Pankaj Balani, CEO and Co-Founder at Delta, a derivatives exchange for cryptocurrencies, recently shared his views and insights with Crowdfund Insider about the dramatic surge in DeFi (decentralized finance) protocol Compound’s COMP token.
Balani noted that we can begin to assess the value of COMP token by taking a cue from traditional stock markets.
“Equity shares with differential voting rights are not uncommon. Broadly speaking, a company can issue three types of stocks from the perspective of voting rights – (a) normal voting rights stocks (1 vote/ share), (b) no voting rights stocks (0 vote/ share) and (c) super voting rights stocks (e.g 10 votes/ share).”
“For a given company, stocks with differential voting rights tend to trade at different prices. Stocks with superior voting rights tend to be at a premium to stocks with inferior voting rights. The presence of voting rights related premium/discount implies that the market ascribes economic value to voting rights.”
He further noted that several researchers have looked into the differential pricing of various stock types and have learned that the price discount of non-voting stocks relative to voting stocks “tends to be in low single digits (averages around 5%).”
But he points out that stock markets are usually very efficient, and the price differential between voting and non-voting stocks typically reflects “the unique characteristics of the company that drive the value of voting rights.”
He went on to explain that a protocol like Compound (COMP) in itself does not have any value. However, businesses (or products, platforms, services) launched on top of a protocol “certainly do.”
“Since these businesses leverage the protocol to create value for their stakeholders, the cumulative value created by businesses using the protocol can be considered as the EV, i.e. the market cap equivalent, of the protocol….a protocol must create some economic value. If there’s no resulting economic value, then as a corollary the rights to govern the protocol cannot have any economic value.”
Balani explained that publicly listed firms are managed by a board of directors that have a fiduciary responsibility towards the company’s shareholders – which includes those who may not have voting rights.
Governments have established regulatory entities to oversee the activities of listed firms and also to protect the interests of minority shareholders. He added that this monitoring and oversight can limit the power and value of voting rights.
“Crypto protocols on the other hand are starkly different. There’s no board, there’s no regulatory oversight. This means that people with governance rights have a lot more freedom. Consider the limiting case in which there’s no overlap between the stakeholders of businesses leveraging the protocol and the holders of the governance token of the protocol.. It is not a given that the interests of these two groups will always be aligned. For example, governance token holders can change the rules to create cash flow streams for themselves by ‘taxing’ the users of the protocol.”
He also mentioned that Delta Exchange thinks it is clear that governance token holders can have an “outsized impact” on the EV of a protocol when compared to the impact voting right holders might have on a company. He argues that the share of governance tokens should be “certainly higher than the 5% handle we saw in stocks.” The Delta Exchange team believes that it should be “closer to 20%, i.e. governance tokens will capture around 20% of the EV of protocol.”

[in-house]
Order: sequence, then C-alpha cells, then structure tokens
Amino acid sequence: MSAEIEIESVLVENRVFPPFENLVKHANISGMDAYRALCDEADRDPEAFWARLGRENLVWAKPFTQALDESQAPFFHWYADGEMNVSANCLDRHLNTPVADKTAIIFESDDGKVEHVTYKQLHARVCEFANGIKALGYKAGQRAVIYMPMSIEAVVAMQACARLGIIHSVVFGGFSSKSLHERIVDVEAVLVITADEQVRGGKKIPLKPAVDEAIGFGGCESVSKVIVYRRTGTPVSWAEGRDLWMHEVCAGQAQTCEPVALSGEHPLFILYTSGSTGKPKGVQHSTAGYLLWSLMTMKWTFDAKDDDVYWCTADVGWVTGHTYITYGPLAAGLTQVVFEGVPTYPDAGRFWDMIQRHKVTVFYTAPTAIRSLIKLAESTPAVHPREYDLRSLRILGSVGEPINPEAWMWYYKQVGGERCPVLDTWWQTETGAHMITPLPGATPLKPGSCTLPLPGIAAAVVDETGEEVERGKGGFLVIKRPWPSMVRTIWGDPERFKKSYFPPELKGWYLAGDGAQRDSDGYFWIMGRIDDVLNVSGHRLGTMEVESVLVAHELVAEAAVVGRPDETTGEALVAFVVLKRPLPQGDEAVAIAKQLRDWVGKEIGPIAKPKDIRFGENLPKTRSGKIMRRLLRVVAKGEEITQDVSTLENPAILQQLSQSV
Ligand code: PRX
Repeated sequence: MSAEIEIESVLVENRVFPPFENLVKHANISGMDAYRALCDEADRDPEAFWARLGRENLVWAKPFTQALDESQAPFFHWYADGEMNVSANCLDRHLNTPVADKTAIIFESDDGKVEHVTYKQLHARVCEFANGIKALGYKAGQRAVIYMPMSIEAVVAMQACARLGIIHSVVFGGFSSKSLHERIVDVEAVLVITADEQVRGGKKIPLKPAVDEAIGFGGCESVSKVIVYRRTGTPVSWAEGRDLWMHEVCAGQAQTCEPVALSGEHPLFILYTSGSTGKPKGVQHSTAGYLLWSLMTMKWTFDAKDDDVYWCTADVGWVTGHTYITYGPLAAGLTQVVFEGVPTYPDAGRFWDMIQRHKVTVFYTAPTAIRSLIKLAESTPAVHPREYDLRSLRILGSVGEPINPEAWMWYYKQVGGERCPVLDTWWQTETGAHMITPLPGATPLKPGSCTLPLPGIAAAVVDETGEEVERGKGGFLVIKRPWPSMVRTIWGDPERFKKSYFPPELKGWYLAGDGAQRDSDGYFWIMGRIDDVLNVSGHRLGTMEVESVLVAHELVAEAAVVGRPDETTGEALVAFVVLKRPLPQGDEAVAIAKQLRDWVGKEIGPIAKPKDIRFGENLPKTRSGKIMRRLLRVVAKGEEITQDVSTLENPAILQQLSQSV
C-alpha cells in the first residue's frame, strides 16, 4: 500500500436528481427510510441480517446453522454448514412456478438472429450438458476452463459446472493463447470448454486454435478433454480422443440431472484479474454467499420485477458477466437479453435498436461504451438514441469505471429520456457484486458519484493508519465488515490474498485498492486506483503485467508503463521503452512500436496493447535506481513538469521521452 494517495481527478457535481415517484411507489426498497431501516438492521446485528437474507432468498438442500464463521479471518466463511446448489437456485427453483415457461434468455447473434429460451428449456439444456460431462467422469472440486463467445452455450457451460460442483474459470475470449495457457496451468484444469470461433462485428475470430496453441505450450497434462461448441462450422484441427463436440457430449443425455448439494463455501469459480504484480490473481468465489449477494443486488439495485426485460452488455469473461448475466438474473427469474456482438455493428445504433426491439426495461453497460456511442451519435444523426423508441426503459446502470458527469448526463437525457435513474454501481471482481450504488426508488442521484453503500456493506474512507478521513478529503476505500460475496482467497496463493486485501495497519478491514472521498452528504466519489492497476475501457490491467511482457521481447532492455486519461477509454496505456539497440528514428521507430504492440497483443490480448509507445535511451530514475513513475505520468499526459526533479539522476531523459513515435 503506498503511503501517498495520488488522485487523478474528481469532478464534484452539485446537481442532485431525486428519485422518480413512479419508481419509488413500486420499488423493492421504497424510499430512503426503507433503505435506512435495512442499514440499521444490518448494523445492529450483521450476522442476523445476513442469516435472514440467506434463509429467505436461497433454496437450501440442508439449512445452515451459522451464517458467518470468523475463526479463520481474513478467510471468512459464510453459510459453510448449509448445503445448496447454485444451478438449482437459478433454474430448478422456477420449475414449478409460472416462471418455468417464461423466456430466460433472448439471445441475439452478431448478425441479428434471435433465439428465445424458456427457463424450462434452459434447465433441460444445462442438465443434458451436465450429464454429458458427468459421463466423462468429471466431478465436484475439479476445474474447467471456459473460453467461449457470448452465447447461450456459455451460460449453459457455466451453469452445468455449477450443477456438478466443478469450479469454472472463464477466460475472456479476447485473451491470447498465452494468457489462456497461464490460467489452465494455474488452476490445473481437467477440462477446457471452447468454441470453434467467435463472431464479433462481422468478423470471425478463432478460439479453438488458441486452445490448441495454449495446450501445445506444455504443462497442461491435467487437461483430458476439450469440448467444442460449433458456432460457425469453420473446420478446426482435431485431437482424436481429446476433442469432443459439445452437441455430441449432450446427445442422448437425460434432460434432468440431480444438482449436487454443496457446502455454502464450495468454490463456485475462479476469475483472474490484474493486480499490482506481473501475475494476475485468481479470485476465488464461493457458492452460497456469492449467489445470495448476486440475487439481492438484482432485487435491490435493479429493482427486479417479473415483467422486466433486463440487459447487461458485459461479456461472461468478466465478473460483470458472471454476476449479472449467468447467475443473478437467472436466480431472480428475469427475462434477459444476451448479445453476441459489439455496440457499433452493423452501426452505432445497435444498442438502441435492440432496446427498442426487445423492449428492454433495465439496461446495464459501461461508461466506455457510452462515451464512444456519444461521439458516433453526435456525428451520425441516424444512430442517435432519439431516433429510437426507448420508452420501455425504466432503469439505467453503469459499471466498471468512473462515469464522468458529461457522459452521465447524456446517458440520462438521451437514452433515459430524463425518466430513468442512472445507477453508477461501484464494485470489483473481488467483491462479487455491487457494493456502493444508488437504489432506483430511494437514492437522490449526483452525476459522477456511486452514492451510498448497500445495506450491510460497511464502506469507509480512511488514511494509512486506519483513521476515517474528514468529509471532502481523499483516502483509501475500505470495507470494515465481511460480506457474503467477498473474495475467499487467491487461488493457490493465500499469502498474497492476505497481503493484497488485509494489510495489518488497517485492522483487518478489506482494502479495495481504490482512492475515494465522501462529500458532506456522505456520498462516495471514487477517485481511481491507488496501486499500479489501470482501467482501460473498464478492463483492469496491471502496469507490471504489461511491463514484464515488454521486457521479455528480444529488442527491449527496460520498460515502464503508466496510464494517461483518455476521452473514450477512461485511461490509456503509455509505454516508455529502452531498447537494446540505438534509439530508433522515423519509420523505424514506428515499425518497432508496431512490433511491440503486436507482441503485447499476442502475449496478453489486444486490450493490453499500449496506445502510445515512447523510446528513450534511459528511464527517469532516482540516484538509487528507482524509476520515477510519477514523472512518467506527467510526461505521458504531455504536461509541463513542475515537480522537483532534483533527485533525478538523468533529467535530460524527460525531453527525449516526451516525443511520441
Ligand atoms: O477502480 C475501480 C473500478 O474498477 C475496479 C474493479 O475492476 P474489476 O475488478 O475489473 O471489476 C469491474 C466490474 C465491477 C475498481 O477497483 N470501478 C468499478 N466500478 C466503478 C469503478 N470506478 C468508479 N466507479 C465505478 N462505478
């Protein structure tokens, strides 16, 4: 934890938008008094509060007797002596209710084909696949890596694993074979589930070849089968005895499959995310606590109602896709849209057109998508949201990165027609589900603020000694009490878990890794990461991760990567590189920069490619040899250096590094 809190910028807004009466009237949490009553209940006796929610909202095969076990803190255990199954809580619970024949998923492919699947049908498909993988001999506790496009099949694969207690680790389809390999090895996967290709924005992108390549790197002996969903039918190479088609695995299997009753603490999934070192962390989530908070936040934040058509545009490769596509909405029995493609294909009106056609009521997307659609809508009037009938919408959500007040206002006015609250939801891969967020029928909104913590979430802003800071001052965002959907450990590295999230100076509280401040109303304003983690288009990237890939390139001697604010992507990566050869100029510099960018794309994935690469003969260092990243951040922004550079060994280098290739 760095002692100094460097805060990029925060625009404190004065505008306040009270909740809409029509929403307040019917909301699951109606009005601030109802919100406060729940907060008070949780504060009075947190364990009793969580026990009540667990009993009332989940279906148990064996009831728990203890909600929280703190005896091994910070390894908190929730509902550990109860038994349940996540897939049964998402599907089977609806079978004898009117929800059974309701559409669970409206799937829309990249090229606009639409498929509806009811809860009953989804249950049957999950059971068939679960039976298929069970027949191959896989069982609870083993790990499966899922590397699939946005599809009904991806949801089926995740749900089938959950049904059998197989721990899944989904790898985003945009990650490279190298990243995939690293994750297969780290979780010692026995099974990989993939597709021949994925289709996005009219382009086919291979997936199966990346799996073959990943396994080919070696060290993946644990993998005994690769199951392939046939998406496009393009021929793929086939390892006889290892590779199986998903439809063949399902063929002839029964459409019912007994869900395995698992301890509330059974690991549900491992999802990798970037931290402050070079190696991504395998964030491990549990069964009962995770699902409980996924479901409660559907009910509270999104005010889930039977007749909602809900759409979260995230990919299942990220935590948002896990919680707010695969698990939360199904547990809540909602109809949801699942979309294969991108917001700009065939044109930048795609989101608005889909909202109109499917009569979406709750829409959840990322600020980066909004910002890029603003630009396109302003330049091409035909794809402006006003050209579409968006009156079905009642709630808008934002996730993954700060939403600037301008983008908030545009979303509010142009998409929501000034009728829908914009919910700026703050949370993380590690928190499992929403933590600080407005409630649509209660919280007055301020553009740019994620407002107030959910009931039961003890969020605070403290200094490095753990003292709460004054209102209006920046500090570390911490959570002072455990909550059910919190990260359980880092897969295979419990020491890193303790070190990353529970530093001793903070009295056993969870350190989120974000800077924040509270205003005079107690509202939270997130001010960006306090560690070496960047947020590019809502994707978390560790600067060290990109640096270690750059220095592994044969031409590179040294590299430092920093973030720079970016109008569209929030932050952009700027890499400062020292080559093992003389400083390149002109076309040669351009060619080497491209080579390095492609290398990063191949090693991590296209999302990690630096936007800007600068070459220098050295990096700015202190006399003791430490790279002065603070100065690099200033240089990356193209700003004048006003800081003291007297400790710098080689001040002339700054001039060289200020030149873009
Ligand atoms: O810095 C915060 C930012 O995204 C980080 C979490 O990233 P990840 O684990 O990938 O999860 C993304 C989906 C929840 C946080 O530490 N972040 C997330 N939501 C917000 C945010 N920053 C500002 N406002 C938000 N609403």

Going on to discuss the economic value (EV) of the COMP token, while comparing the protocol to a traditional bank, Balani noted:
“The Compound Protocol is a money market protocol which enables people to lend/ borrow. Can we value it like a bank? Valuation of a bank is typically just a multiple of the size of its book. Banks’ earnings can be roughly written as: (interest earned on loans – interest paid on deposits) times book size. Hence, P/B (where B is the 1 year fwd book value) multiple based valuation makes sense.”
“We could think of the Compound Protocol as a way to disintermediate banks by enabling lenders and borrowers to deal with each other directly. This means that the value that would have been captured by the bank now gets distributed across the borrowers and lenders. Therefore, we can estimate the economic value the Compound Protocol has generated for the lenders/ borrowers by putting a hypothetical bank between these borrowers and lenders and finding the value of that bank.”
“As of now, lenders have supplied assets worth $1 billion to the Compound market, out of which ~$400 million have been borrowed. So, the current book size of the hypothetical ‘Compound Bank’ is ~$400 million (because interest is paid only on the borrowed assets).”
He pointed out that all loans on Compound are overcollateralized, meanwhile, most traditional bank loans tend to be uncollateralized. He explained that overcollateralization may “reduce the probability of default and hence interest rates.” It may also increase “the burden on borrowers and thus also tends to be a drag on growth.”
Going on to calculate or estimate the value of the COMP token, Balani noted:
- % Value For Governance = 20%
- Target_PB_Multiple = 5x. For typical banks, this number doesn’t exceed 2-3x. A higher multiple aims to capture the future growth potential.
- 1 year Fwd Book = $400mn. We have assumed that part of the recent growth in the book will unwind as liquidity mining related benefits normalize.
- Plugging in these assumptions, we get COMP Value of:
- COMP Value = ($400mn * 5 * 20%)/ 10mn = $40”
Balani told CI:
“The aim of this report is to give the people in the ecosystem a framework for valuing governance tokens. The success of COMP will inevitably result in many more governance tokens to hit the market. If we are to avoid creating pump and dump cycles, we need market consensus on how to value these tokens.